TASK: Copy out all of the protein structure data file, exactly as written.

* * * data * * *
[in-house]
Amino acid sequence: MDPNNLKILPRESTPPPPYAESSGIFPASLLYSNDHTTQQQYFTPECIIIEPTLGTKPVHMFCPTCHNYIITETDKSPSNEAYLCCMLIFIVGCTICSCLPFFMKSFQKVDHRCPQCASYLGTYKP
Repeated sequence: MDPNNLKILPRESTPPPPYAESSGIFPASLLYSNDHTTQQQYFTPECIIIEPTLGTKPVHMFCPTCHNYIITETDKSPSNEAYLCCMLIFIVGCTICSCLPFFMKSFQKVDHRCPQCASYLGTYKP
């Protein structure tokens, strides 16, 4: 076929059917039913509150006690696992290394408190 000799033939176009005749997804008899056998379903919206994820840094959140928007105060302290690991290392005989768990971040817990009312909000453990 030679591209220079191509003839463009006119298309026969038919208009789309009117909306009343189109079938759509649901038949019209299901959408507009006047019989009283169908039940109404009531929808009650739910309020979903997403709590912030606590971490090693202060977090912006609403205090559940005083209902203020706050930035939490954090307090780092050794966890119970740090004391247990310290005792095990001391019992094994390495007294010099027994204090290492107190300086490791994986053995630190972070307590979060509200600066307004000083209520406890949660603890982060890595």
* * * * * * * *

[in-house]
Amino acid sequence: MDPNNLKILPRESTPPPPYAESSGIFPASLLYSNDHTTQQQYFTPECIIIEPTLGTKPVHMFCPTCHNYIITETDKSPSNEAYLCCMLIFIVGCTICSCLPFFMKSFQKVDHRCPQCASYLGTYKP
Repeated sequence: MDPNNLKILPRESTPPPPYAESSGIFPASLLYSNDHTTQQQYFTPECIIIEPTLGTKPVHMFCPTCHNYIITETDKSPSNEAYLCCMLIFIVGCTICSCLPFFMKSFQKVDHRCPQCASYLGTYKP
């Protein structure tokens, strides 16, 4: 076929059917039913509150006690696992290394408190 000799033939176009005749997804008899056998379903919206994820840094959140928007105060302290690991290392005989768990971040817990009312909000453990 030679591209220079191509003839463009006119298309026969038919208009789309009117909306009343189109079938759509649901038949019209299901959408507009006047019989009283169908039940109404009531929808009650739910309020979903997403709590912030606590971490090693202060977090912006609403205090559940005083209902203020706050930035939490954090307090780092050794966890119970740090004391247990310290005792095990001391019992094994390495007294010099027994204090290492107190300086490791994986053995630190972070307590979060509200600066307004000083209520406890949660603890982060890595």